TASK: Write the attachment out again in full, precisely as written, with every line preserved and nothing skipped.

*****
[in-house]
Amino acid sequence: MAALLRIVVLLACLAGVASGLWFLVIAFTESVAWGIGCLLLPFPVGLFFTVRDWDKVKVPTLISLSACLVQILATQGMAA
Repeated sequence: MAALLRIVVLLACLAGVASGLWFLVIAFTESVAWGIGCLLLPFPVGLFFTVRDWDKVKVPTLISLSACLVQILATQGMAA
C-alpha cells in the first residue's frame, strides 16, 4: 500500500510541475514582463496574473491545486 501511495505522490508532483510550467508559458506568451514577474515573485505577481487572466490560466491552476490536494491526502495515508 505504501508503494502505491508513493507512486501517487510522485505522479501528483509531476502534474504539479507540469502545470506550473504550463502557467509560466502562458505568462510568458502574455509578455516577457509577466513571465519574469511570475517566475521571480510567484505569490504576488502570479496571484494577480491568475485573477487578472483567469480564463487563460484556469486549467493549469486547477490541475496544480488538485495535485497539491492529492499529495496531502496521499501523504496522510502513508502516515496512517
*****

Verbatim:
[in-house]
Amino acid sequence: MAALLRIVVLLACLAGVASGLWFLVIAFTESVAWGIGCLLLPFPVGLFFTVRDWDKVKVPTLISLSACLVQILATQGMAA
Repeated sequence: MAALLRIVVLLACLAGVASGLWFLVIAFTESVAWGIGCLLLPFPVGLFFTVRDWDKVKVPTLISLSACLVQILATQGMAA
C-alpha cells in the first residue's frame, strides 16, 4: 500500500510541475514582463496574473491545486 501511495505522490508532483510550467508559458506568451514577474515573485505577481487572466490560466491552476490536494491526502495515508 505504501508503494502505491508513493507512486501517487510522485505522479501528483509531476502534474504539479507540469502545470506550473504550463502557467509560466502562458505568462510568458502574455509578455516577457509577466513571465519574469511570475517566475521571480510567484505569490504576488502570479496571484494577480491568475485573477487578472483567469480564463487563460484556469486549467493549469486547477490541475496544480488538485495535485497539491492529492499529495496531502496521499501523504496522510502513508502516515496512517